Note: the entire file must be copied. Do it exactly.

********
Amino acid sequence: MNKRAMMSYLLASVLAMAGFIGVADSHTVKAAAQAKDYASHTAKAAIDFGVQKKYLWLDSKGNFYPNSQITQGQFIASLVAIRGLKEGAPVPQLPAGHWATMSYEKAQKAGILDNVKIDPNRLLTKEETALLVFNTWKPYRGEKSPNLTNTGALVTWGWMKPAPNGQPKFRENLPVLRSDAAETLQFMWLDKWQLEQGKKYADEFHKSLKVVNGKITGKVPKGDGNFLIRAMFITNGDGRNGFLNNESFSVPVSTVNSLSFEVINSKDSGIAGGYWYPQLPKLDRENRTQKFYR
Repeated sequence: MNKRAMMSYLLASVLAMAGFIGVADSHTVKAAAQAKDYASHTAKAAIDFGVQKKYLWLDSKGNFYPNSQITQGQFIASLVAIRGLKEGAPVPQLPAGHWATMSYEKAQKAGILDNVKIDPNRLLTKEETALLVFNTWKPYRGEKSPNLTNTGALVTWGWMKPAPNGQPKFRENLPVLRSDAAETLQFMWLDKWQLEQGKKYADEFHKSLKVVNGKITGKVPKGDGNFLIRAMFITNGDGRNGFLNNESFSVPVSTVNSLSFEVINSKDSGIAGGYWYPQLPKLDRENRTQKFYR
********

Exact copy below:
Amino acid sequence: MNKRAMMSYLLASVLAMAGFIGVADSHTVKAAAQAKDYASHTAKAAIDFGVQKKYLWLDSKGNFYPNSQITQGQFIASLVAIRGLKEGAPVPQLPAGHWATMSYEKAQKAGILDNVKIDPNRLLTKEETALLVFNTWKPYRGEKSPNLTNTGALVTWGWMKPAPNGQPKFRENLPVLRSDAAETLQFMWLDKWQLEQGKKYADEFHKSLKVVNGKITGKVPKGDGNFLIRAMFITNGDGRNGFLNNESFSVPVSTVNSLSFEVINSKDSGIAGGYWYPQLPKLDRENRTQKFYR
Repeated sequence: MNKRAMMSYLLASVLAMAGFIGVADSHTVKAAAQAKDYASHTAKAAIDFGVQKKYLWLDSKGNFYPNSQITQGQFIASLVAIRGLKEGAPVPQLPAGHWATMSYEKAQKAGILDNVKIDPNRLLTKEETALLVFNTWKPYRGEKSPNLTNTGALVTWGWMKPAPNGQPKFRENLPVLRSDAAETLQFMWLDKWQLEQGKKYADEFHKSLKVVNGKITGKVPKGDGNFLIRAMFITNGDGRNGFLNNESFSVPVSTVNSLSFEVINSKDSGIAGGYWYPQLPKLDRENRTQKFYR